Rock legend Bruce Springsteen on Tuesday warded off a last-ditch challenge to a London court victory won by him nearly three years ago in respect of unauthorized use of his music.
In a complex case watched closely by the international music community, the High Court in 1998 blocked British company Masquerade Music from releasing an album of the star’s earlier work.
That decision was upheld by the Appeal Court earlier this year and now three law lords in the country’s highest court have given it their backing as well.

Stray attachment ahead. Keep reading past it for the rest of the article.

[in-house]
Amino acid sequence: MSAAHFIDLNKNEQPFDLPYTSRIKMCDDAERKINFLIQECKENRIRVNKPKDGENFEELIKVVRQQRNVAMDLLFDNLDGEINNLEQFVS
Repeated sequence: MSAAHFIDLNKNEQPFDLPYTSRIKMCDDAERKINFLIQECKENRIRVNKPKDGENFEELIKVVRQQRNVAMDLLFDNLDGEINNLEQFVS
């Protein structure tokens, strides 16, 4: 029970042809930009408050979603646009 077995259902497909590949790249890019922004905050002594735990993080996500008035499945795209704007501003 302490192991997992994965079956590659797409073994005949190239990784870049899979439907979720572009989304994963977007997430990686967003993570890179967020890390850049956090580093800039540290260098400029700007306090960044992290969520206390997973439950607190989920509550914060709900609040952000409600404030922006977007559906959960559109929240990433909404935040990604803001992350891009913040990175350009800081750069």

After a private hearing and without giving any reasons for their decision, Lords Nicholls, Hoffman and Hobhouse refused leave for Masquerade, Ron Winter – the man behind Masquerade – and Sony Music Entertainment Inc to appeal against the earlier rulings.
It had been argued among other things that earlier findings that Springsteen’s copyright had been breached were based on evidence which should never have been admitted before the court. However, that claim has now been rejected by all the courts.
The long-running legal battle has centered on a CD called “Before the Fame.” After the 1998 ruling, Springsteen said he was defending the ownership of his music.